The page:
With sailboat ownership, sooner or later, someone has to climb the mast. Something will need fixing, or checking, or replacing. It’s inevitable really.
And in our case, we definitely needed to replace our broken spreader lights (halfway up the mast) before we set sail.
Our windvane, located at the very top of the mast, is also waiting to be replaced (We apparently didn’t even realize we had a wind vane until someone pointed out a random rod at the top of the mast and told us it was a portion of an old wind vane. We figure a pelican probably sat on the vane and broke it.). We also still need to replace our wind anemometer and check the halyard sheaves.
So guess who got sent climbing this weekend? Jereme, of course!
Luckily, I am not skilled in the electrical/re-wiring department, so Jer was the only viable candidate.
However, since Jer was the one being hoisted up the mast with only Oliver and I left to do the actual hoisting, that left us with one small problem — I’m not so sure if I’m strong enough to hoist Jereme up by myself, nor do I really know how the heck to get him up there…so we enlisted the help of others.
A huge thank you goes to Capt. Todd Wilson (at Sailboats Unlimited) who helped winch Jereme up the mast (and safely back down). Todd is hands down “the guy” you go see at the Naples City Dock when you have a question about anything sailing/boating/marine related. He knows everything and has been such a great resource and help to us, offering up TONS of valuable information that we are super grateful for. Plus, he was kind enough to lend us a hand for our first ever mast climb.
Back to the actual climb… There are several well-known methods of climbing a mast. And by methods, I simply mean the support system that is going to protect the climber from falling. There’s the well-known bosuns chair, climbing step systems, climbing ladders, rock climbing harnesses, and more.
After much deliberation, Jereme opted for the rock-climbing harness. It’s cost-effective, safe (a well-fitting harness is something you can’t fall out of unlike a bosun’s chair), and easy to store. However, its comfort score could use some improvement. (The next time Jereme climbs the mast, we might try borrowing someone’s bosuns chair and opt for a combo harness+bosun climb.)
After Jer was safely secured in his rock climbing harness and attached to the main halyard, the actual hoist up the mast was pretty darn quick (but mostly just because Todd was helping and knows what the heck he’s doing). Once up there, Jereme got to work replacing the first light. I can’t even imagine how disabling it must feel to be elevated so high up, feeling rather uncomfortable, while still trying to complete a seemingly simply DIY project. But not surprisingly, Jereme carefully worked through removing the old light, cutting the wires, screwing in the mounting hardware for the new light, attaching the new wires, and bolting on the new LED light like a pro! And he only dropped 1 thing…a tiny plastic wire connector. 😉 The whole process from start to finish took a little over an hour. Not bad, right?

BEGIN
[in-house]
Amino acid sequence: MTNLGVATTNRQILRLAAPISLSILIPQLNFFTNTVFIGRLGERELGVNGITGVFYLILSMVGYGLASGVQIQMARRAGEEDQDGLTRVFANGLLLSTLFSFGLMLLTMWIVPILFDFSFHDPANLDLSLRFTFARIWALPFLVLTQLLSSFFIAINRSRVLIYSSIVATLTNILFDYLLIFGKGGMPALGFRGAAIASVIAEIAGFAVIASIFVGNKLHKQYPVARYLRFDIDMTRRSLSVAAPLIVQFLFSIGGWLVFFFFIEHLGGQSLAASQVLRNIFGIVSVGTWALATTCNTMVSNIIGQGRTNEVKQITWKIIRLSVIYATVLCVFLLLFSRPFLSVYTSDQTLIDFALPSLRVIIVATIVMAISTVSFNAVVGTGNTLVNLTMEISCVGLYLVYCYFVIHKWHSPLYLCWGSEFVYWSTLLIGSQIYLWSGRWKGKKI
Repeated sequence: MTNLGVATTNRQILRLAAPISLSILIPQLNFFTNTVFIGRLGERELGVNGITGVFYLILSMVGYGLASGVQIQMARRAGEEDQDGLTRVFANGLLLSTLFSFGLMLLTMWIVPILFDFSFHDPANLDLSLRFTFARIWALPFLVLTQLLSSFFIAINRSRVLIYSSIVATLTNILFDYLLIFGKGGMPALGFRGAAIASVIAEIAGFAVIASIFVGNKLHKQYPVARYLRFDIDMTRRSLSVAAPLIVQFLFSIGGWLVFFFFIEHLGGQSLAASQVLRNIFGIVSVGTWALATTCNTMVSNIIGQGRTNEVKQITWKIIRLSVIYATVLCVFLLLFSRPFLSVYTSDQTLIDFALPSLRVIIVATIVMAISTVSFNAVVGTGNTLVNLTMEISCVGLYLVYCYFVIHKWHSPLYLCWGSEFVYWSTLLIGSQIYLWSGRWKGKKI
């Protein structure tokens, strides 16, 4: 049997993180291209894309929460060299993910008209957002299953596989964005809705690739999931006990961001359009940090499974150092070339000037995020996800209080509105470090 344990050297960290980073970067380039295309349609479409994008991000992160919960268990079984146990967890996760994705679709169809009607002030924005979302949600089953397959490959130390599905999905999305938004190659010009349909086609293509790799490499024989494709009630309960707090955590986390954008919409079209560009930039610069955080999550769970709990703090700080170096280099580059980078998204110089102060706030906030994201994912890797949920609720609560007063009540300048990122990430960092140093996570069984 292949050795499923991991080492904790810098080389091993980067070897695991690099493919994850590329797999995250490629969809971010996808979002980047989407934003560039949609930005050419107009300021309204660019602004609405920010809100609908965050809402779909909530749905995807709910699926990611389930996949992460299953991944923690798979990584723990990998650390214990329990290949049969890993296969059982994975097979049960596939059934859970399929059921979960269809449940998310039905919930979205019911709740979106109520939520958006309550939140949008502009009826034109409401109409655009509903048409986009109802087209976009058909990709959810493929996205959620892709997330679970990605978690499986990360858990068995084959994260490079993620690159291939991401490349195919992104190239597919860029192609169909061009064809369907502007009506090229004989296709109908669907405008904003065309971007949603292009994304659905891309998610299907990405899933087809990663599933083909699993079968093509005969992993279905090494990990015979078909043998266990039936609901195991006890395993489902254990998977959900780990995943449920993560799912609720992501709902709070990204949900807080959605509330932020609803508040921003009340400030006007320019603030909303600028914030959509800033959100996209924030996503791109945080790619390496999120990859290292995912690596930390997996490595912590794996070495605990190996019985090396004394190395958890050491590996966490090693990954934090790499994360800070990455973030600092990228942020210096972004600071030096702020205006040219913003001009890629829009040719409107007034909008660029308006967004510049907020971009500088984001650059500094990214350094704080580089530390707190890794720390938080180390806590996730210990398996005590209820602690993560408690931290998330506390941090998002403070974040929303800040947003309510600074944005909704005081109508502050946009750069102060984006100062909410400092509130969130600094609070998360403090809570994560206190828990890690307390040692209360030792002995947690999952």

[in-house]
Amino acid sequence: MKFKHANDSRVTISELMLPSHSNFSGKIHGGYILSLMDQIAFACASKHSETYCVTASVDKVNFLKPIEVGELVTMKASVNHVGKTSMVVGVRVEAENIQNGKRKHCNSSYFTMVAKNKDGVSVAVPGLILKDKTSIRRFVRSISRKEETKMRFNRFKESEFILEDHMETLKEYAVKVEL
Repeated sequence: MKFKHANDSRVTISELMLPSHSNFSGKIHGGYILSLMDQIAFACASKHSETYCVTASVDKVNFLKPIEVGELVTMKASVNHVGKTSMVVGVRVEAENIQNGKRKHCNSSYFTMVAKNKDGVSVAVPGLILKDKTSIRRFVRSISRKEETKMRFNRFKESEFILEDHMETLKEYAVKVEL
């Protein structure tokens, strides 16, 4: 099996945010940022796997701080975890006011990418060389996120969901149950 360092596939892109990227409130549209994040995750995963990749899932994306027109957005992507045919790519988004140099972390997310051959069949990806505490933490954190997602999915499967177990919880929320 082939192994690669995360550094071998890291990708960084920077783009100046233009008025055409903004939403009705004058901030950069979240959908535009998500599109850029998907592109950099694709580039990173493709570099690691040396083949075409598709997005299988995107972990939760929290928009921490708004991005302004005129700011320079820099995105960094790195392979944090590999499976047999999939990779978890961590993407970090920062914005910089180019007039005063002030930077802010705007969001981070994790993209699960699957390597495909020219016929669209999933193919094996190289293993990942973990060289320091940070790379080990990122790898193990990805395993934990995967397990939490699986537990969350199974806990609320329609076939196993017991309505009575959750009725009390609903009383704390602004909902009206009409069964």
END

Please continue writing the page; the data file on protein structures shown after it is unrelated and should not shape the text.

Now that Jer’s successfully been up the mast once, he’s learned a few things. Here’s what he would do differently the next time around (which will be happening very soon):
- He would definitely wear shoes and gloves (for gripping/traction while going up the mast). He was barefoot and gloveless this time.
- He would bring a different tool bag/satchel. Specifically, one that doesn’t shut — sort of a bucket style, if you will. The one he used was too small and difficult to open/close while suspended in the air.
- He recommends only bringing the tools you definitely need. It’s a pain searching through extra tools to find what you’re looking for.
- And of course, he recommends doing as much as you possibly can while still firmly on the ground.
Some other fun highlights of J’s mast climbing adventure included a power boat that ignored the very clearly marked “no wake” zone in Naples Bay and got some rather choice words from the dock employees (thanks guys for looking out for us!). The boaters were pretty apologetic, but surprisingly Jereme didn’t even seem to notice the wave action. And then there were the random passer-byers that continuously tried to start convos with Jereme while he was suspended up in the air, totally uncomfortable, trying to get the job done. Did they think he was just up their hanging around enjoying the view or something?
All in all, it was an uneventful mast climbing, and that’s the way we plan to keep it!
PS – I made Jer wear the GoPro + headband combo up the mast (and turned it on for him right before he went up). We had 77 minutes of recorded video (mostly closeup shots of the pelican poop on the spreader), so I attempted to piece together a < 2 minute video to give you an idea of the mast climb… but let’s not lie, it’s certainly NOT our most stellar video production. Have a look! 😉
PSS – I don’t know what the heck was going on with vimeo today, but they wouldn’t let me select my own thumbnail image for the preview below (like I always do) or even upload an image. Weird.
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